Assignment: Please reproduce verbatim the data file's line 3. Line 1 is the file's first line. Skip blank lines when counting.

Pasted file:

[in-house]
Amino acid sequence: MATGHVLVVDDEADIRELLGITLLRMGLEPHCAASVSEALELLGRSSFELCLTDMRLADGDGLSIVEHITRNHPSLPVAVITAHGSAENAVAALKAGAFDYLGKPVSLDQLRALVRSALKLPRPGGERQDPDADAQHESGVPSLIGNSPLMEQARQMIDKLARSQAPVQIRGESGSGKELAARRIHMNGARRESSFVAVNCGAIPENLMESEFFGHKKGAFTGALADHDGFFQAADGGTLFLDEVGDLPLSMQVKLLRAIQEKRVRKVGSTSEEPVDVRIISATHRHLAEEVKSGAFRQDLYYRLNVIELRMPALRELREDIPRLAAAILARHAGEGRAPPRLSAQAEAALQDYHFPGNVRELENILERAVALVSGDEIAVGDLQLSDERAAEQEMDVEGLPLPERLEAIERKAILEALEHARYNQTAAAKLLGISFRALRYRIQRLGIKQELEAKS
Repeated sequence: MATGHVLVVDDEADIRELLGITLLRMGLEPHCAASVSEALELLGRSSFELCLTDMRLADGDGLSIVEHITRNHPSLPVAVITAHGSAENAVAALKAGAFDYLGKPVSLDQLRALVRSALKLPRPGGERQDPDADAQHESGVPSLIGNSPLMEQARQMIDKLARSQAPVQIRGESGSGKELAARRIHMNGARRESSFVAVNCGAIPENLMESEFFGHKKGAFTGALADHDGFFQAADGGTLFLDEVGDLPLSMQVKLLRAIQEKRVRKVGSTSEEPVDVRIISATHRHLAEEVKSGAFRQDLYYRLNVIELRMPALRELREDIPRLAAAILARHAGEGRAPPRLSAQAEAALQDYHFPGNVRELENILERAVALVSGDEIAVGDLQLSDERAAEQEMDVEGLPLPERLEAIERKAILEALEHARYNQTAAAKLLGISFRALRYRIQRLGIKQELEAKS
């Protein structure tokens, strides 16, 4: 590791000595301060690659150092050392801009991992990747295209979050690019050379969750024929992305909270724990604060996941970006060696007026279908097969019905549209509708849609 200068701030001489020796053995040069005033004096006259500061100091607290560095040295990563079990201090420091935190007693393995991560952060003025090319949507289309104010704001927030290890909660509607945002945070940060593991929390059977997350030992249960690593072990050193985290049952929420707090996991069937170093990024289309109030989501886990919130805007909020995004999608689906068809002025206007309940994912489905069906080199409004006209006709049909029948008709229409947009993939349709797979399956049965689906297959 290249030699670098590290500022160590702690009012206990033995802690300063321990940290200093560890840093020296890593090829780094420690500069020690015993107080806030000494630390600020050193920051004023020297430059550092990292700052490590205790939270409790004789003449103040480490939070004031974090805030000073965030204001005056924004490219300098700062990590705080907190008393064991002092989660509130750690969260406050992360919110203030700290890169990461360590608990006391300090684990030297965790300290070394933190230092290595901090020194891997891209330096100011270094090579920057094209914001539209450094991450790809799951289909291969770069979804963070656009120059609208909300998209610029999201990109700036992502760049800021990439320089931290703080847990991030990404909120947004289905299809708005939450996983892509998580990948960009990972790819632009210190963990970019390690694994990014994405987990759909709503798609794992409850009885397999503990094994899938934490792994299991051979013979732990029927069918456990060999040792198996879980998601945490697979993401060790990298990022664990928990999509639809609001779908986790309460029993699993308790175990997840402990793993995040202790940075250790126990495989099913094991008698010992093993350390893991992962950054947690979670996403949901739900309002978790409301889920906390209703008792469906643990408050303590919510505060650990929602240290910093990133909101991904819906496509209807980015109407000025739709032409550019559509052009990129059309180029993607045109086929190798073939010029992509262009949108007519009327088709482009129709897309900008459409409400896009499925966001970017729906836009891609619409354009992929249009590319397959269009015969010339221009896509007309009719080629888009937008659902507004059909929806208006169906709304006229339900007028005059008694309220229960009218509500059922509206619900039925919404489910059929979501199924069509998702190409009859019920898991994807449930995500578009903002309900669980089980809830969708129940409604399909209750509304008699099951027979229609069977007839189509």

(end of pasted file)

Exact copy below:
Repeated sequence: MATGHVLVVDDEADIRELLGITLLRMGLEPHCAASVSEALELLGRSSFELCLTDMRLADGDGLSIVEHITRNHPSLPVAVITAHGSAENAVAALKAGAFDYLGKPVSLDQLRALVRSALKLPRPGGERQDPDADAQHESGVPSLIGNSPLMEQARQMIDKLARSQAPVQIRGESGSGKELAARRIHMNGARRESSFVAVNCGAIPENLMESEFFGHKKGAFTGALADHDGFFQAADGGTLFLDEVGDLPLSMQVKLLRAIQEKRVRKVGSTSEEPVDVRIISATHRHLAEEVKSGAFRQDLYYRLNVIELRMPALRELREDIPRLAAAILARHAGEGRAPPRLSAQAEAALQDYHFPGNVRELENILERAVALVSGDEIAVGDLQLSDERAAEQEMDVEGLPLPERLEAIERKAILEALEHARYNQTAAAKLLGISFRALRYRIQRLGIKQELEAKS